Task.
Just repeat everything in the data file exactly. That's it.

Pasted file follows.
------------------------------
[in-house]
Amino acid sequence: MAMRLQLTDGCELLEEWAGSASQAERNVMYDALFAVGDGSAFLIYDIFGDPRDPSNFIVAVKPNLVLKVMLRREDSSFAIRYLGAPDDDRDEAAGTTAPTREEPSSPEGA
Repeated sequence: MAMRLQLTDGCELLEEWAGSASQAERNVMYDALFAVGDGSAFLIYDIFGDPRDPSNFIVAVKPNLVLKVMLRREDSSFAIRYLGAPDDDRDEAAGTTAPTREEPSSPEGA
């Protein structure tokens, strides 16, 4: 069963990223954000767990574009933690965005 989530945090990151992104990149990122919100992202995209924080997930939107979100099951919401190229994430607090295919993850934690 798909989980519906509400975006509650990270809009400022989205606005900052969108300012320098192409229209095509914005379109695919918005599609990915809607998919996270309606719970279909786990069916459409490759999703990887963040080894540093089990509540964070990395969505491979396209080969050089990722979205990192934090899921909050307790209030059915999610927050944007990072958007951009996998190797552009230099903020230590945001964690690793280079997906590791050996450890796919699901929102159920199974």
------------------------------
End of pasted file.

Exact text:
[in-house]
Amino acid sequence: MAMRLQLTDGCELLEEWAGSASQAERNVMYDALFAVGDGSAFLIYDIFGDPRDPSNFIVAVKPNLVLKVMLRREDSSFAIRYLGAPDDDRDEAAGTTAPTREEPSSPEGA
Repeated sequence: MAMRLQLTDGCELLEEWAGSASQAERNVMYDALFAVGDGSAFLIYDIFGDPRDPSNFIVAVKPNLVLKVMLRREDSSFAIRYLGAPDDDRDEAAGTTAPTREEPSSPEGA
């Protein structure tokens, strides 16, 4: 069963990223954000767990574009933690965005 989530945090990151992104990149990122919100992202995209924080997930939107979100099951919401190229994430607090295919993850934690 798909989980519906509400975006509650990270809009400022989205606005900052969108300012320098192409229209095509914005379109695919918005599609990915809607998919996270309606719970279909786990069916459409490759999703990887963040080894540093089990509540964070990395969505491979396209080969050089990722979205990192934090899921909050307790209030059915999610927050944007990072958007951009996998190797552009230099903020230590945001964690690793280079997906590791050996450890796919699901929102159920199974």